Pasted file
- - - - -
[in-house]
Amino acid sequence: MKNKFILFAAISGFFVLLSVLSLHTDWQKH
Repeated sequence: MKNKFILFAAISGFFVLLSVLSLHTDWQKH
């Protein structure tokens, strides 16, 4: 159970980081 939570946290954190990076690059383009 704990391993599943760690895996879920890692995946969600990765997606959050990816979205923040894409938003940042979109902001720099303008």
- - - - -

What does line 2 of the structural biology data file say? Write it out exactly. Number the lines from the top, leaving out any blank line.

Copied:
Amino acid sequence: MKNKFILFAAISGFFVLLSVLSLHTDWQKH